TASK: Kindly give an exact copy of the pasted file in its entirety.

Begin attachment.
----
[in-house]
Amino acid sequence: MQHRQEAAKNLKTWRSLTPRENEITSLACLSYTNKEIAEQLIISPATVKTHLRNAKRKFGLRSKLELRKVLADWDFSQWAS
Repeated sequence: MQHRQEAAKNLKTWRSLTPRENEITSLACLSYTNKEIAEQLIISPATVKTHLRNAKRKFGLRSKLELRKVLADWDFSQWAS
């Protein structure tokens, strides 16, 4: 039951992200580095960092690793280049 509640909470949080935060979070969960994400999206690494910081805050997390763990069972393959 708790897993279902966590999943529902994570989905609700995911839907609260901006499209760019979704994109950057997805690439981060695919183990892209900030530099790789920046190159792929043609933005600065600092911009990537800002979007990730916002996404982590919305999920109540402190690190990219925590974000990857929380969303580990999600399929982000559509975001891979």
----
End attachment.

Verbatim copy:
[in-house]
Amino acid sequence: MQHRQEAAKNLKTWRSLTPRENEITSLACLSYTNKEIAEQLIISPATVKTHLRNAKRKFGLRSKLELRKVLADWDFSQWAS
Repeated sequence: MQHRQEAAKNLKTWRSLTPRENEITSLACLSYTNKEIAEQLIISPATVKTHLRNAKRKFGLRSKLELRKVLADWDFSQWAS
């Protein structure tokens, strides 16, 4: 039951992200580095960092690793280049 509640909470949080935060979070969960994400999206690494910081805050997390763990069972393959 708790897993279902966590999943529902994570989905609700995911839907609260901006499209760019979704994109950057997805690439981060695919183990892209900030530099790789920046190159792929043609933005600065600092911009990537800002979007990730916002996404982590919305999920109540402190690190990219925590974000990857929380969303580990999600399929982000559509975001891979």